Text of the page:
Tyler Dunne, a sportswriter behind the “Go Long” Substack, now has three podcasts on Substack (two of which are unique to paying subscribers), together with a brand new podcast introduced final week with former NFL quarterback Brett Favre as his co-host. Overall, Dunne mentioned he has about 17,000 free subscribers and almost 3,000 paid subscribers. Since saying the new present, he’s acquired virtually 100 new paid subscribers.
Dunne mentioned an enormous perk of internet hosting his podcasts on Substack is that he doesn’t have to fear about promoting. As a critic of sports activities betting, he mentioned he didn’t like that quite a lot of the advertisements on his earlier podcasts have been paid by sportsbooks.
“I love the idea of being just completely independent and just unbound by corporate masters and sponsors and VC money and that’s definitely a big sell for ‘Go Long,’” Dunne mentioned.
Virginia Sole-Smith, a journalist, writer and the founding father of the “Burnt Toast” Substack and podcast, mentioned that as a result of she writes about delicate matters like food plan tradition, it’s a reduction that she doesn’t have to fear about diet-related advertisements popping up in her podcast.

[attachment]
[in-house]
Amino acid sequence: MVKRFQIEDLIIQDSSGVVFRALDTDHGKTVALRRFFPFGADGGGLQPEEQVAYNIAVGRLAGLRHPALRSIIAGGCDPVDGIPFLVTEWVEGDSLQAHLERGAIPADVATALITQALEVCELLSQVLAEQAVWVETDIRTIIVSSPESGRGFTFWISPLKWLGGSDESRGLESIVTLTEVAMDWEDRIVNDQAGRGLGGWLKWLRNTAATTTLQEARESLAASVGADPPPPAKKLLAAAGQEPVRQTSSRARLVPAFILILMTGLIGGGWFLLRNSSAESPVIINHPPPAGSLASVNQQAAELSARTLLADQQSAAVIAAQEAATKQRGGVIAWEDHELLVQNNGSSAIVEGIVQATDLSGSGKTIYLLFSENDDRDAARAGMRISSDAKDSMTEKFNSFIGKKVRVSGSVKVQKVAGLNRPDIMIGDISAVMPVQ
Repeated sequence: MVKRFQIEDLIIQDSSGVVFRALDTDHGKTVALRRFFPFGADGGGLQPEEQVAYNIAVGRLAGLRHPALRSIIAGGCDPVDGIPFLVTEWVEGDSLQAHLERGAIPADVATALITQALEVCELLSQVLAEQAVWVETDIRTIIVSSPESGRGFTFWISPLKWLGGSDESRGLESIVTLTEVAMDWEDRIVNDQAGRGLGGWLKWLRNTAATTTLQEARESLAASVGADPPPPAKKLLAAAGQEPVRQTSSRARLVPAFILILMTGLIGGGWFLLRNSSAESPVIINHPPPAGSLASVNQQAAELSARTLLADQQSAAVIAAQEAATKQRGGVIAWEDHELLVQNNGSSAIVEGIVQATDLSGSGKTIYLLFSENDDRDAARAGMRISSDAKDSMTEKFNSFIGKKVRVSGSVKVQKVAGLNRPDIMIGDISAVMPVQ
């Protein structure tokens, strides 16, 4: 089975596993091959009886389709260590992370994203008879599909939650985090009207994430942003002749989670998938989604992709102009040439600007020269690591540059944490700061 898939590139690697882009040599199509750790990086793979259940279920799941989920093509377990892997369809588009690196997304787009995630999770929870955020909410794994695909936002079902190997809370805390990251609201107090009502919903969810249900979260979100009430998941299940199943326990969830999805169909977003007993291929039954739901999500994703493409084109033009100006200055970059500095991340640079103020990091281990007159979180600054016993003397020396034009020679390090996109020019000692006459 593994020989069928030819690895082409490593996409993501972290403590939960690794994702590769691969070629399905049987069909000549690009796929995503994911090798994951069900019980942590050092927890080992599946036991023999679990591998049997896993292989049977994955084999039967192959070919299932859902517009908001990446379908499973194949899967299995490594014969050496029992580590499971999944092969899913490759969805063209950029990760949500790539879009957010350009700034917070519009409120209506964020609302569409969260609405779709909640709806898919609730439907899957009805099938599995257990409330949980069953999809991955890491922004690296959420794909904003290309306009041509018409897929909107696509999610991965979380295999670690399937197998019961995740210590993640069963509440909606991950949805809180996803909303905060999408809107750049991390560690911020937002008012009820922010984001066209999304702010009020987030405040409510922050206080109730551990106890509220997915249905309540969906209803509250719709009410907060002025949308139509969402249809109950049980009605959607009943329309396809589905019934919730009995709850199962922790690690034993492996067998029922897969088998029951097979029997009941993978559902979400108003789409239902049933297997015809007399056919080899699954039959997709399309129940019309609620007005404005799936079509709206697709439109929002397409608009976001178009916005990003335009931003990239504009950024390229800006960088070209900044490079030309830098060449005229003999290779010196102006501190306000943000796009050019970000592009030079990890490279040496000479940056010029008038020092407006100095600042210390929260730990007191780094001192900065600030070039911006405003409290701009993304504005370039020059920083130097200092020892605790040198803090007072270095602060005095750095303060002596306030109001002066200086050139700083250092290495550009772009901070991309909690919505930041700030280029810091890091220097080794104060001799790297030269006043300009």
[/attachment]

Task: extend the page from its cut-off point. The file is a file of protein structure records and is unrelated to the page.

Advertisers drying up?
Colin Wright, an writer, speaker and journalist, moved his predominant podcast “Let’s Know Things” to the Substack platform at the starting of this month, and his “One Sentence News” podcast to Substack a few month in the past. It was beforehand hosted on podcast publishing platform Transistor.
Wright observed advertisers falling away in the previous 12 months and half, which accelerated this 12 months, he mentioned.
“Because of the way the industry is transitioning and changing, the advertisers I used to have… most of those have dried up or become unreliable. I’m very squarely in the lower-middle class of podcasting economics. So a lot of the advertisers have moved on to the Joe Rogans of the world,” Wright mentioned.